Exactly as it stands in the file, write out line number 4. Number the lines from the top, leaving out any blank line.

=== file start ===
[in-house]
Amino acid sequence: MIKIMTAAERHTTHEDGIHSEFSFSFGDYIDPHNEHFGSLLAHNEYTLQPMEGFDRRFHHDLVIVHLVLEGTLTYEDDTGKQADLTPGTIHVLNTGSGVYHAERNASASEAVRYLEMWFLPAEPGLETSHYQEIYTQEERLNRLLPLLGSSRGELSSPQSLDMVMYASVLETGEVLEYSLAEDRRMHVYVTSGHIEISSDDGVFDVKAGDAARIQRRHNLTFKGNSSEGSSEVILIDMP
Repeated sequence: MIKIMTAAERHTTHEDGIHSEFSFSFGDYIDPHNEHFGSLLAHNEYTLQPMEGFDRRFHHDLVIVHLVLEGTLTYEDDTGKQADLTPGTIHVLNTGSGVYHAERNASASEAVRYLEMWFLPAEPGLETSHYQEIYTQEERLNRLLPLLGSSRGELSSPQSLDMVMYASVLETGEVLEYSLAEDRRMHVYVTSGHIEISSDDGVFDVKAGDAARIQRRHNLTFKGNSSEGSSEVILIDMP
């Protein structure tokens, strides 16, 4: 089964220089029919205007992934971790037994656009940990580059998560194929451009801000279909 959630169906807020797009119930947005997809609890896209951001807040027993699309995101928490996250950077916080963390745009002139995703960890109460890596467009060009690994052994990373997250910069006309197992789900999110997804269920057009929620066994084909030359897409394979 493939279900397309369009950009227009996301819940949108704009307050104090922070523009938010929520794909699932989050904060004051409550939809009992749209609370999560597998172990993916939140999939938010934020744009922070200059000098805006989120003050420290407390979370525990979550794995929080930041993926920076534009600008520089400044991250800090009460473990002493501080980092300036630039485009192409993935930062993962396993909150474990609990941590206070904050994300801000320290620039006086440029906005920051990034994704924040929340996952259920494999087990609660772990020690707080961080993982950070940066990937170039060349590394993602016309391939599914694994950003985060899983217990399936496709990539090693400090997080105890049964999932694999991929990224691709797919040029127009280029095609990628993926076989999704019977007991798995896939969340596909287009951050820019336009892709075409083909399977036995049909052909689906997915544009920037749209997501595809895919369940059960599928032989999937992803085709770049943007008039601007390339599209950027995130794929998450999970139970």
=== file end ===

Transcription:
């Protein structure tokens, strides 16, 4: 089964220089029919205007992934971790037994656009940990580059998560194929451009801000279909 959630169906807020797009119930947005997809609890896209951001807040027993699309995101928490996250950077916080963390745009002139995703960890109460890596467009060009690994052994990373997250910069006309197992789900999110997804269920057009929620066994084909030359897409394979 493939279900397309369009950009227009996301819940949108704009307050104090922070523009938010929520794909699932989050904060004051409550939809009992749209609370999560597998172990993916939140999939938010934020744009922070200059000098805006989120003050420290407390979370525990979550794995929080930041993926920076534009600008520089400044991250800090009460473990002493501080980092300036630039485009192409993935930062993962396993909150474990609990941590206070904050994300801000320290620039006086440029906005920051990034994704924040929340996952259920494999087990609660772990020690707080961080993982950070940066990937170039060349590394993602016309391939599914694994950003985060899983217990399936496709990539090693400090997080105890049964999932694999991929990224691709797919040029127009280029095609990628993926076989999704019977007991798995896939969340596909287009951050820019336009892709075409083909399977036995049909052909689906997915544009920037749209997501595809895919369940059960599928032989999937992803085709770049943007008039601007390339599209950027995130794929998450999970139970």